Twenty UC students came together to participate in a new science program course co-taught by faculty members Dr. Chris Atchison and Dr. Christi Carnahan. The Transition and Access Program (TAP) is a program that offers students with mild to moderate intellectual disabilities an authentic, non-degreed college experience. The C&I 2009c/7009c course provided an interactive classroom environment that delivered inclusive learning opportunities for all participants. Students came together from a variety of programs, including fourteen TAP students, two Special Education majors, one engineering major, and one geology major. Drs. Atchison and Carnahan were pleased to see a variety of majors among their students. During the fall term, the class focused on a different science topic each week in which students were responsible for researching prior to class, and then bringing their findings for small-group and whole-group discussions. The students worked in assigned small groups throughout the duration of the course providing consistency and allowing for the development of collaboration during the term.
Halfway into the semester, the class took a field trip to Mammoth Cave National Park in Kentucky. Amid a plethora of information about the history and science of the caves, the students developed a new bond with the other members of the class who shared the weekend-long field experience. Atchison, one of the course’s professors and leader of the trip, observed, “A social community formed between the students that was not present in the weeks leading up to the field trip.” He reflected that the closeness this trip brought to the students benefited all of them in and out of the classroom on personal, social, and educational levels.
During the weeks following the trip to Mammoth Cave, the students spent their time reflecting on the course experience with their small groups and creating presentations about aspects of the course that had the most impact on them. In the last class of the semester, the small groups presented their experiences of the course, including sharing favorite pictures taken throughout the semester – both during class meetings and on the Mammoth Cave trip - and reflecting on their favorite moments. As part of the presentations, each group was asked to come up with a theme that best represented the collection of the group’s pictures.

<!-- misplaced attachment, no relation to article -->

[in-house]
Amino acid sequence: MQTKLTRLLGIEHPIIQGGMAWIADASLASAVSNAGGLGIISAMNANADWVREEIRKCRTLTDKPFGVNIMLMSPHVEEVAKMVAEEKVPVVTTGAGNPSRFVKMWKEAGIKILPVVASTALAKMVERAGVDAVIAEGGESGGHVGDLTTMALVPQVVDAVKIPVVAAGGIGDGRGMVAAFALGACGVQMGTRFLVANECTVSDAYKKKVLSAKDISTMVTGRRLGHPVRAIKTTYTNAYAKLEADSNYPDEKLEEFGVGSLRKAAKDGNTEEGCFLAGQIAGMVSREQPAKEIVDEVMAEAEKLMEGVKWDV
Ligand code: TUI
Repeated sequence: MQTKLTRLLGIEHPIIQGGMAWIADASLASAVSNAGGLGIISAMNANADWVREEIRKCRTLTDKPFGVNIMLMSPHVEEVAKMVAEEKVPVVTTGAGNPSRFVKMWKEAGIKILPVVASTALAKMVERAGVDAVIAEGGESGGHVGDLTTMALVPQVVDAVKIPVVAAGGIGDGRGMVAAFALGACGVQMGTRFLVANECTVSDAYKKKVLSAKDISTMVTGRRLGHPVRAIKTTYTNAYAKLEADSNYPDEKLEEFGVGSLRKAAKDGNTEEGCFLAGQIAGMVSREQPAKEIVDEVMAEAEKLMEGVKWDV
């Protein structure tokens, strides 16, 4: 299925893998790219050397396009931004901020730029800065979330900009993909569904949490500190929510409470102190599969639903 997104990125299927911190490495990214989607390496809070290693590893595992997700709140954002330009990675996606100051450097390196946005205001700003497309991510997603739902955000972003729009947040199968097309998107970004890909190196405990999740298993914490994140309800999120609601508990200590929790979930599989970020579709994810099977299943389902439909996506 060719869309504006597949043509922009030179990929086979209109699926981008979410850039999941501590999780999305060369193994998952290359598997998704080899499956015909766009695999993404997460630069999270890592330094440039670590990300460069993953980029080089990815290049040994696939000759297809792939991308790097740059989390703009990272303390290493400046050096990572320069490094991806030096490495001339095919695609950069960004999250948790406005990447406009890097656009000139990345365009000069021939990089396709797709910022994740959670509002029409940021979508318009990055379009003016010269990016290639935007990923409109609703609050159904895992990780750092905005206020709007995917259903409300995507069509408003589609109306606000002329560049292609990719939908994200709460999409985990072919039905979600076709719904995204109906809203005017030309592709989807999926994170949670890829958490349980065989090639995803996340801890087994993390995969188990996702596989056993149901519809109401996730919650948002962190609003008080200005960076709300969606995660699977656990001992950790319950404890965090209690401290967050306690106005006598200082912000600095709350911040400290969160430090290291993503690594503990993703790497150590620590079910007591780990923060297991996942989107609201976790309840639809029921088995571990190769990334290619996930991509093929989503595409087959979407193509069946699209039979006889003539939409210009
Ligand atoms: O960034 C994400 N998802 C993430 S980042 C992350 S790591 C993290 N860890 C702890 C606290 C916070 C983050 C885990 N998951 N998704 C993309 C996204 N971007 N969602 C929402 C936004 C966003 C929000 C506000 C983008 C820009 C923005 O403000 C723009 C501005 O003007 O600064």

Themes ranged from “friendships and learning” to “learning new experiences with different people.” A common reflection point from the students were the new discoveries they encountered on the trip to Mammoth Cave National Park. One TAP student‘s favorite photo was that of a door in the Cave. In his presentation he stated, “I chose this picture of a door to the cave because it was round and I hadn’t seen a door like that before.” One of the class’s traditional students stated in her presentation that “this experience was us coming together and teaching what we learned through our groups. By the end of the semester, we were all able to take each other’s strengths in the group and use them to succeed.” The course’s aerospace engineering student reflected, “It’s interesting to me that more majors don’t go on trips like this.”
This was the first semester this course was offered by CECH. The purpose of the course is to bring together students from a variety of backgrounds, offering the opportunity to learn from students in other programs. The class provides an opportunity for all participants to build critical thinking skills while developing an understanding and respect for others from different backgrounds. While offering a new perspective for both TAP and traditional students, the course prepares the traditional student to engage with students and individuals with disabilities in the classroom and the workplace. In addition, the TAP students are enabled to critically reflect on their own abilities, become more comfortable advocating for their needs, and gain knowledge of the nature of science, all while preparing to enter the work force following their time in college. Carnahan notes, “There is a difference between including and engaging students with disabilities.” The key to this course was engaging students in every learning opportunity provided by the class so that they developed high level content while learning throughout each class activity. These class activities focused mainly on problem solving and collaboration between students.
The success of this course was demonstrated through the reflections of both the traditional and TAP students, as well as the course’s instructors. Find more information about the Transition and Access Program or about this course here.